Reference Conventions

It is essential in scientific reports and essays to acknowledge the research and ideas of others. Failure to do so is considered plagiarism (or intellectual theft) and penalties may be applied.

Material that is a direct quote must be indicated by quotation marks, “    “, or by setting the material apart from the text. The quote must also be acknowledged with a reference to its source. However, quotations are rarely used in scientific papers.

Where a direct quote is not made, but information is stated which can be attributed to a particular author(s), the statement must also be acknowledged with a reference. A properly cited reference to the literature enables another person to locate it.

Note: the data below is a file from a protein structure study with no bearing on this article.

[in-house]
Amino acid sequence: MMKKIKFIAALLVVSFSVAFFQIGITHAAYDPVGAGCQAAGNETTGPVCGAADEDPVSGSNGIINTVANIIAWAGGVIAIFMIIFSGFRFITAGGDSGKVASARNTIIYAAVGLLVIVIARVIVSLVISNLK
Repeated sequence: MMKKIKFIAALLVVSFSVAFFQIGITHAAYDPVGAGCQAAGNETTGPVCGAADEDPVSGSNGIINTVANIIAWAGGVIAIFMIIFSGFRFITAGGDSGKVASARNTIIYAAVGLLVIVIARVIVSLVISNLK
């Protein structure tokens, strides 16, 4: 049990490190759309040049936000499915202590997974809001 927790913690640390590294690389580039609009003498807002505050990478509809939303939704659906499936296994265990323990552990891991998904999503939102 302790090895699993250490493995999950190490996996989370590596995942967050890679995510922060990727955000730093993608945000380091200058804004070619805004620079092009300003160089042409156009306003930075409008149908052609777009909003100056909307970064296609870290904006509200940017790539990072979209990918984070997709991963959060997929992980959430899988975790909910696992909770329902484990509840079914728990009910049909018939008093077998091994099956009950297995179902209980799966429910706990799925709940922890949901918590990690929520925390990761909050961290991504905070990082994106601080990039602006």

These notes are based on the Society for General Microbiology’s, ‘Instructions for Authors’ which provides a complete set of instructions and additional examples online at: http://mic.sgmjournals.org/misc/subonline.shtml

References are cited in the text in one of two ways.

 

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Kathy talks about the importance of documenting information and taking notes (34s):

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Jacquie explains how she found her
references (20s):


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